Atma Bodha

Atma Bodha – A Treatise on the knowledge of Atma

Francis Lucille mentions the Atmabodha in “The Perfume of Silence” on page 83.

ātma-bodha (sanskrit: आत्मबोधः ) is a short sanskrit text attributed to adi shankara of advaita vedanta school of hindu philosophy. the text in sixty-eight verses describes the path to self-knowledge or the awareness of atman.

1. This treatise on awakening to our real Self is composed for those who have all but lived out the consequences of past actions, have attained equanimity, have mastered their desires, and who seek final liberation.

2. Of all means, understanding alone can bring about liberation; as without fire there can be no cooking, so without knowledge of the truth there can be no real emancipation.

3. Action cannot remove ignorance; but knowledge disperses it as light disperses darkness.

4. Atman, our real self, seems to be veiled by ignorance, but the moment ignorance is destroyed, our true nature shines forth, like the sun when clouds drift away.

5. After the mind, deluded by ignorance, has been purified by higher reasoning, that higher reasoning disappears, as the berry of the Kataka disappears after it has purified water.

6. This world, troubled by desires, aversions, and other poisons, is like an image in a dream. For as long as the dream lasts, the image appears to be real; but on awakening it vanishes.

7. The world appears real, just as an oyster shell appears to be silver, but only for so long as Brahman, the ultimate reality, the one without a second, remains unknown.

8. Brahman, which is being, truth and intelligence, comprehends every living and inanimate thing within itself, penetrating and permeating all like a thread which holds beads together.

9. The supreme being appears manifold because of diverse superimpositions; but once these adventitious attributes are removed, its inherent oneness shines forth.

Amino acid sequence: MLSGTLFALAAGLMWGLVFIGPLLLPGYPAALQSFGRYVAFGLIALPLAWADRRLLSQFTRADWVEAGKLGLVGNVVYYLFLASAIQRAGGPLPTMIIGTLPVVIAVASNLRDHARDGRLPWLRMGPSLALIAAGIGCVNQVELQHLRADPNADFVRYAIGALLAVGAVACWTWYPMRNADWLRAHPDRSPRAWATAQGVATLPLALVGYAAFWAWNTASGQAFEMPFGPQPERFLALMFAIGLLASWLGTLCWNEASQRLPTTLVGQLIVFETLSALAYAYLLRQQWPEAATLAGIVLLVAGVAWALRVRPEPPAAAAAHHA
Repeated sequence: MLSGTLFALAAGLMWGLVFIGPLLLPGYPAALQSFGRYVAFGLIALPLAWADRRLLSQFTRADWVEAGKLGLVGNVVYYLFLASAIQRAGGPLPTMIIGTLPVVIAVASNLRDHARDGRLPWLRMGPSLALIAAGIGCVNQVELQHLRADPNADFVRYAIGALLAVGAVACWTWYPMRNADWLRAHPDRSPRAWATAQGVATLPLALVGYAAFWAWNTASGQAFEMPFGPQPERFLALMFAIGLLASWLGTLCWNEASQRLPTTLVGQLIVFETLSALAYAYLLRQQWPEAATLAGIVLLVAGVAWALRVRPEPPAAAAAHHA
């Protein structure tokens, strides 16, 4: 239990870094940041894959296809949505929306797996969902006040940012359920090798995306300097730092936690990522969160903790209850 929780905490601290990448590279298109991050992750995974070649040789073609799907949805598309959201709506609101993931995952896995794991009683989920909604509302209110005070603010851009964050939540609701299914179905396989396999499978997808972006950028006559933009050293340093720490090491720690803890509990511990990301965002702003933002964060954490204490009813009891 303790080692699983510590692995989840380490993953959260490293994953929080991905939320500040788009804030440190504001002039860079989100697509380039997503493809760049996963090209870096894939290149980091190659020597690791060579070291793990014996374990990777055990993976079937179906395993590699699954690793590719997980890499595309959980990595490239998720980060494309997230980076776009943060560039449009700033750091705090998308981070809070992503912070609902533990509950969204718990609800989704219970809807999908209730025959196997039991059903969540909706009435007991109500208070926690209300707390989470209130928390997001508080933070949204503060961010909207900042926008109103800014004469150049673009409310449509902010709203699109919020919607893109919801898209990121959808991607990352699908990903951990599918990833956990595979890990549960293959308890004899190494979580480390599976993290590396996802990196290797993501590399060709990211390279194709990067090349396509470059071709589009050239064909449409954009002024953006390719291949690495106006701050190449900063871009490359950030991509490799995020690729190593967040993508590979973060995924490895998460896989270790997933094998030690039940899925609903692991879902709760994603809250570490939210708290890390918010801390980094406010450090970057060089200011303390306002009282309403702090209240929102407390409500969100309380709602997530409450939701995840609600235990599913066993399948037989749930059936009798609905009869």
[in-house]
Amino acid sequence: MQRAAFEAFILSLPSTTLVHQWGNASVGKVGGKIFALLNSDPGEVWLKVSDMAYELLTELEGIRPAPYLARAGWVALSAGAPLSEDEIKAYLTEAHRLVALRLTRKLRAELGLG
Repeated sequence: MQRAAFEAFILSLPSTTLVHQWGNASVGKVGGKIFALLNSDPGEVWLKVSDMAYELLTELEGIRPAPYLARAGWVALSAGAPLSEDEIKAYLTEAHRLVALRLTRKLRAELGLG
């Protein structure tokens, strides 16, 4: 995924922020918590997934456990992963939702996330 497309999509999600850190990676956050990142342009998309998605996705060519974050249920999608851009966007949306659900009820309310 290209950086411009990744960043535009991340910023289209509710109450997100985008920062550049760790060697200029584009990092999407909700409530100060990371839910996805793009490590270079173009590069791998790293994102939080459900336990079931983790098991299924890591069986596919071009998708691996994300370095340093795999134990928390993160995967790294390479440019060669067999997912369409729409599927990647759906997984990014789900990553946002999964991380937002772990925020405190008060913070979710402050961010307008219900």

10. In consequence of these diverse attributes, a variety of concepts and limitations are superimposed onto Atman, just as a variety of tastes and colors are attributed to water.

11. The physical body, constituted by the union of the five elements, subject to the law of cause and effect, is thought to be the seat of pleasure and pain.

(According to the Indian tradition, the five constitutive elements of the physical universe are earth, water, fire, air, and space.)

12. The subtle body, which is not constituted by the five elements, but by the union of the five currents, the ten organs, manas (the organ of feeling),​and buddhi (the organ of thinking and perceiving),​is the instrument of subtle perceptions.

13. Ignorance, which can never be found in the present, and is therefore illusory, is the origin of causality. This ignorance differs essentially from that triplicity of attributes (being awareness and bliss) which is the immediate experience of our self.

14. In union with the five sheaths this pure self appears to take on the nature of the one or the other, just as a crystal reflects the blue or other colors of objects which come near it.
(The five sheaths veiling the ultimate self are annamaya kosha, the sheath of gross matter, manomaya kosha, the sheath of the emotions and feelings, vijnanamaya kosha, the sheath of the thoughts, pranamaya kosha, the sheath of the vital energy, and anandamaya kosha, the sheath of bliss.)